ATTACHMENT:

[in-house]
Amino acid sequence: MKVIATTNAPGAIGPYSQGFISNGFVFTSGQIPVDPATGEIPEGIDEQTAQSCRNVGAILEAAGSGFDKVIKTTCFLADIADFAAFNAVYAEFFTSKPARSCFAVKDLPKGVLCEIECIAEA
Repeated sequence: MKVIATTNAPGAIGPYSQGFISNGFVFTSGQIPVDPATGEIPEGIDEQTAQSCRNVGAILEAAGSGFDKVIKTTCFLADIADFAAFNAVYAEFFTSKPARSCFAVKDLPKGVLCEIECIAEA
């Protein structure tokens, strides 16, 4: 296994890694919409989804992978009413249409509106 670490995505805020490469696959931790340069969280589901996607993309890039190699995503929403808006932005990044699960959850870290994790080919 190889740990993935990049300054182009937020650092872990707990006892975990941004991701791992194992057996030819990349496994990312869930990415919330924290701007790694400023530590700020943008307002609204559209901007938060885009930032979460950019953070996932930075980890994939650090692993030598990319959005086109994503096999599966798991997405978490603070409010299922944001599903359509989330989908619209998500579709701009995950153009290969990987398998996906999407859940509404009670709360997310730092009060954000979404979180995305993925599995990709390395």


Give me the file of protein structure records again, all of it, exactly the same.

[in-house]
Amino acid sequence: MKVIATTNAPGAIGPYSQGFISNGFVFTSGQIPVDPATGEIPEGIDEQTAQSCRNVGAILEAAGSGFDKVIKTTCFLADIADFAAFNAVYAEFFTSKPARSCFAVKDLPKGVLCEIECIAEA
Repeated sequence: MKVIATTNAPGAIGPYSQGFISNGFVFTSGQIPVDPATGEIPEGIDEQTAQSCRNVGAILEAAGSGFDKVIKTTCFLADIADFAAFNAVYAEFFTSKPARSCFAVKDLPKGVLCEIECIAEA
């Protein structure tokens, strides 16, 4: 296994890694919409989804992978009413249409509106 670490995505805020490469696959931790340069969280589901996607993309890039190699995503929403808006932005990044699960959850870290994790080919 190889740990993935990049300054182009937020650092872990707990006892975990941004991701791992194992057996030819990349496994990312869930990415919330924290701007790694400023530590700020943008307002609204559209901007938060885009930032979460950019953070996932930075980890994939650090692993030598990319959005086109994503096999599966798991997405978490603070409010299922944001599903359509989330989908619209998500579709701009995950153009290969990987398998996906999407859940509404009670709360997310730092009060954000979404979180995305993925599995990709390395």